I like to poke into the furthest reaches of Spotify’s database, in search of songs that have been heard little, if at all. I start with someone popular but a bit weird, like Peter Gabriel, and then I click on the “Related Artists” tab and up pops a set of similar musicians: Sting, Dire Straits, Roxy Music. Next, I select the weirdest group on that list—Roxy Music, obviously—and repeat the process; in this case that’s Japan, a new wave group that peaked early and broke up (the first time) in 1982.
Now I’m properly in the weeds. Blancmange, according to its biography and to Webster’s, is named after a “sweetened and flavored dessert made from gelatinous or starchy ingredients.” Its most popular song on Spotify is 1985’s “What’s Your Problem?” which sounds a little like Erasure and Kajagoogoo, and shows 57,455 listens. Keep going, and I’m in a land of musical serendipity: Landscape, Captain Sensible, and a band called Blanket of Secrecy. (Most-listened song: “Say You Will,” 3,253 listens). An estimated four million songs on Spotify have yet to be heard. There’s a service called Forgotify that helps you find them and play them—leave your footprint on the database.
Spotify picks related artists by watching what you’re listening to; if a lot of people who listen to Peter Gabriel also listen to Sting, then its analytics registers them as “related.” It’s a statistical relationship based on user behavior, nothing more or less. Selena Gomez, Demi Lovato, and Miley Cyrus are all “related.” Cyrus has 1.3 million “followers” on Spotify, and her top ten songs have collectively been streamed nearly a half-billion times. Mozart has 326,244 followers (only eleven million listens to his “top ten”—his followers lack commitment, apparently). Bach has 227,152; Beck, 317,972. Beethoven has 282,126, Camper Van Beethoven has 5,773. These relationships change as people listen to more songs and the algorithm processes more data. The statistics change, too, as more people listen to the songs. In a year, many of these pathways will be different. Keep going, listening to snippets of songs or speech. See what tugs at your ears. It’s one of the more satisfying ways I know to spend an hour. At the end you know something.
Spotify tries very hard to be a social network. You can follow people, send them songs, and engage them in conversations. There is a “Friend Feed” that tells you what songs your friends are listening to, as they listen. It makes me wonder, what the hell is wrong with my friends? One listens to too much classical; another is far too into electronica. There’s the music critic who loves her 1970s metal, the Depeche Mode-obsessive, and a host of other breeds of snob or miscreant. Watching other people listen to music is too much like knowing their sexual proclivities: You start out curious and end up horrified. There’s one exception: A friend who shares her account with her family in India. During the day she listens to synthesizer-noodling, but at night someone else takes over and some great Bollywood earworm will pop up in her feed, and I’ll jump on it. Listening to the favorite songs of distant strangers is a joy.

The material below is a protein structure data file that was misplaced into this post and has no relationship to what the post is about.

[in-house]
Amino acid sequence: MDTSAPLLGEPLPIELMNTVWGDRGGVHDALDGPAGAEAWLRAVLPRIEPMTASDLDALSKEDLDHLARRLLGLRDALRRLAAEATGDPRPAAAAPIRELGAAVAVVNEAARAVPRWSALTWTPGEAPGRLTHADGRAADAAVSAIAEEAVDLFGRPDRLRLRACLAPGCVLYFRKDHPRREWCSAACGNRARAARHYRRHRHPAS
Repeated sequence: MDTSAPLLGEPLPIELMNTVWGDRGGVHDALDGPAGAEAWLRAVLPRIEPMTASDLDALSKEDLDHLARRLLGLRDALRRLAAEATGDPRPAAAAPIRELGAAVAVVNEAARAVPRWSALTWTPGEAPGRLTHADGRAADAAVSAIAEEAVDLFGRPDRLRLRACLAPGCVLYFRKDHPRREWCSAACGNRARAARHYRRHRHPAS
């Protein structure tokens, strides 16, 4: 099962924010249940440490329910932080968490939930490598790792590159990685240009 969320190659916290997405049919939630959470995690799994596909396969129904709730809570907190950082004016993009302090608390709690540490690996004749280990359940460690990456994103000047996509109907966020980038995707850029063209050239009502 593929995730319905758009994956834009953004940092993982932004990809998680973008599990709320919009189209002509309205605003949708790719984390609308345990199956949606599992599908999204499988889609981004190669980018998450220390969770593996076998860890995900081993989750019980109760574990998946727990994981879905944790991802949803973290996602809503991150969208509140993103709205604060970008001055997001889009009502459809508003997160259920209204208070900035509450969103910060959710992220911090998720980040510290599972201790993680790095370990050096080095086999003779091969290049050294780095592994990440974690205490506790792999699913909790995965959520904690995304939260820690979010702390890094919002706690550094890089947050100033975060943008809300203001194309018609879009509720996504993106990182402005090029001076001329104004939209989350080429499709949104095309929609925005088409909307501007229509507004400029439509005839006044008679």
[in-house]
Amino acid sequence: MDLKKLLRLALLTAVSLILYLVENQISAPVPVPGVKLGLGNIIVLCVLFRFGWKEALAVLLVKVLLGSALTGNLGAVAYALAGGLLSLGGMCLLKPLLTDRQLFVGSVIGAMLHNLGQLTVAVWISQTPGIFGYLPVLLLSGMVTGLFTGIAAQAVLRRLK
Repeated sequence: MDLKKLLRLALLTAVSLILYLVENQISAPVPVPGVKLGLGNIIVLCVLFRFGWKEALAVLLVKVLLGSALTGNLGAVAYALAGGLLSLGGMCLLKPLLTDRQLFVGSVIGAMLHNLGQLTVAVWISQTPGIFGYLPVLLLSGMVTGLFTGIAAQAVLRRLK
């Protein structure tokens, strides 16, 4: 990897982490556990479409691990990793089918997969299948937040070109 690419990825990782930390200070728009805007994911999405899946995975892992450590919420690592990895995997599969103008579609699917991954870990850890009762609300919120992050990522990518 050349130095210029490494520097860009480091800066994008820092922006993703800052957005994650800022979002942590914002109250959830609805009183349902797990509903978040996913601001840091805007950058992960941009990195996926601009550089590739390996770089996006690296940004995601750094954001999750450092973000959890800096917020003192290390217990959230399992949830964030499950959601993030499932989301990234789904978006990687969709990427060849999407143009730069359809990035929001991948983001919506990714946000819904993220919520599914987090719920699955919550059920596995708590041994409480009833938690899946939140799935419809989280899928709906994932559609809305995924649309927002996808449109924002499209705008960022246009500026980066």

More interesting than the human interaction is the musical social network revealed by the search for new sounds. Japan, for example, is a bridge between more conventional pop and the treasures of the cut-out bin. Selena Gomez is a different sort of connector; her music is produced via a complex industrial process involving engineers, songwriters, and coaches, under the aegis of the record label Hollywood Records, which is owned by Disney; every unpleasant aural component imaginable is carefully removed until the finger snaps in “The Heart Wants What It Wants” echo around inside your deliriously emptied brain.
Spotify was started in Sweden in 2006 by an Internet entrepreneur named Daniel Ek; it’s now available around the world—which is a peculiar thing to say about an Internet service, which are all presumably global by default. But music services, unlike social networks or blogging platforms, must negotiate rights and permissions for each market. You access Spotify in the same way you search Google or watch Netflix; you don’t “own” anything you download. Spotify has some 30 million songs to be browsed and searched by 60 million users, 15 million of them who pay ($9.99 a month in the United States) to avoid advertisements and to remove limits on how many songs can be skipped. (Free users can only skip six songs an hour.) It’s fun to do some light math and see how those numbers add up. Assuming each song is two minutes long, that’s 114 consecutive years of songs. Now say a song with high-quality audio is ten megabytes in size—a fairly generous allotment. The entire database of music could fit in around 300 terabytes. A one-terabyte hard drive at Best Buy costs around $60, so that’s $18,000 to keep a single, compressed (but high-quality) copy of the 30 million songs. The additional metadata, like the names of the artists, labels, track lengths, dates, and so forth, is only a few gigabytes of data—consider that all of the pages on Wikipedia, sans images, are eleven gigabytes when compressed, so you could fit 80 or 90 copies of that on a single one-terabyte hard drive. Text isn’t your problem, and you can handle band photos pretty efficiently.